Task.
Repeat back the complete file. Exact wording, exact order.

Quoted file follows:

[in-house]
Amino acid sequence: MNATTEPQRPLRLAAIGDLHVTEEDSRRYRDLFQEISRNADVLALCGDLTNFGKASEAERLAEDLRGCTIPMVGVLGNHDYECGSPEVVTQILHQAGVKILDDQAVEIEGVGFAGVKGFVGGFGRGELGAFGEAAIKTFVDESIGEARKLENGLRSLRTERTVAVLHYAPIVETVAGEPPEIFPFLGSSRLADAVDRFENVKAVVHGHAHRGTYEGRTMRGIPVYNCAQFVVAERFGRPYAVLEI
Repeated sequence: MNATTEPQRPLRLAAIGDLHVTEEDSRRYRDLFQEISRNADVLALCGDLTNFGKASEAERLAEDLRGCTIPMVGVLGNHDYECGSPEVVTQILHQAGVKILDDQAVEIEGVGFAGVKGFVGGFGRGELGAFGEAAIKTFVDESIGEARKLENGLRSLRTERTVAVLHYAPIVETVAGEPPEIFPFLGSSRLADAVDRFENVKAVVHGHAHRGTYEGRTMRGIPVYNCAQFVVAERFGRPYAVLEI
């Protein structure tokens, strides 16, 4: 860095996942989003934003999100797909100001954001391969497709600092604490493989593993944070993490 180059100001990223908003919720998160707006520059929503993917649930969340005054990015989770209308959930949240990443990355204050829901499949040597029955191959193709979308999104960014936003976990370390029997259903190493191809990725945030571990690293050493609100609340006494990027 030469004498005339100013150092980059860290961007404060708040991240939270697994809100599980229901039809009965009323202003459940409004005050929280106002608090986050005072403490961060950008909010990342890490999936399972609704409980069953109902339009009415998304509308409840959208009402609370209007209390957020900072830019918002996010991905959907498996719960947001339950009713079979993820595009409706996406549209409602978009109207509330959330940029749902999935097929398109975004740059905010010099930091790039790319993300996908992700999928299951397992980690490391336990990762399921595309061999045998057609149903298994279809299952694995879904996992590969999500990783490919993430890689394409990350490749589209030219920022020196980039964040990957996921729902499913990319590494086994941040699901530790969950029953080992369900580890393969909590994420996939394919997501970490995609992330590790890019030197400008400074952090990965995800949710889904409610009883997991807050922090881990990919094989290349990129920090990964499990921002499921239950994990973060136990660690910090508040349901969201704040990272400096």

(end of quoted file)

[in-house]
Amino acid sequence: MNATTEPQRPLRLAAIGDLHVTEEDSRRYRDLFQEISRNADVLALCGDLTNFGKASEAERLAEDLRGCTIPMVGVLGNHDYECGSPEVVTQILHQAGVKILDDQAVEIEGVGFAGVKGFVGGFGRGELGAFGEAAIKTFVDESIGEARKLENGLRSLRTERTVAVLHYAPIVETVAGEPPEIFPFLGSSRLADAVDRFENVKAVVHGHAHRGTYEGRTMRGIPVYNCAQFVVAERFGRPYAVLEI
Repeated sequence: MNATTEPQRPLRLAAIGDLHVTEEDSRRYRDLFQEISRNADVLALCGDLTNFGKASEAERLAEDLRGCTIPMVGVLGNHDYECGSPEVVTQILHQAGVKILDDQAVEIEGVGFAGVKGFVGGFGRGELGAFGEAAIKTFVDESIGEARKLENGLRSLRTERTVAVLHYAPIVETVAGEPPEIFPFLGSSRLADAVDRFENVKAVVHGHAHRGTYEGRTMRGIPVYNCAQFVVAERFGRPYAVLEI
């Protein structure tokens, strides 16, 4: 860095996942989003934003999100797909100001954001391969497709600092604490493989593993944070993490 180059100001990223908003919720998160707006520059929503993917649930969340005054990015989770209308959930949240990443990355204050829901499949040597029955191959193709979308999104960014936003976990370390029997259903190493191809990725945030571990690293050493609100609340006494990027 030469004498005339100013150092980059860290961007404060708040991240939270697994809100599980229901039809009965009323202003459940409004005050929280106002608090986050005072403490961060950008909010990342890490999936399972609704409980069953109902339009009415998304509308409840959208009402609370209007209390957020900072830019918002996010991905959907498996719960947001339950009713079979993820595009409706996406549209409602978009109207509330959330940029749902999935097929398109975004740059905010010099930091790039790319993300996908992700999928299951397992980690490391336990990762399921595309061999045998057609149903298994279809299952694995879904996992590969999500990783490919993430890689394409990350490749589209030219920022020196980039964040990957996921729902499913990319590494086994941040699901530790969950029953080992369900580890393969909590994420996939394919997501970490995609992330590790890019030197400008400074952090990965995800949710889904409610009883997991807050922090881990990919094989290349990129920090990964499990921002499921239950994990973060136990660690910090508040349901969201704040990272400096």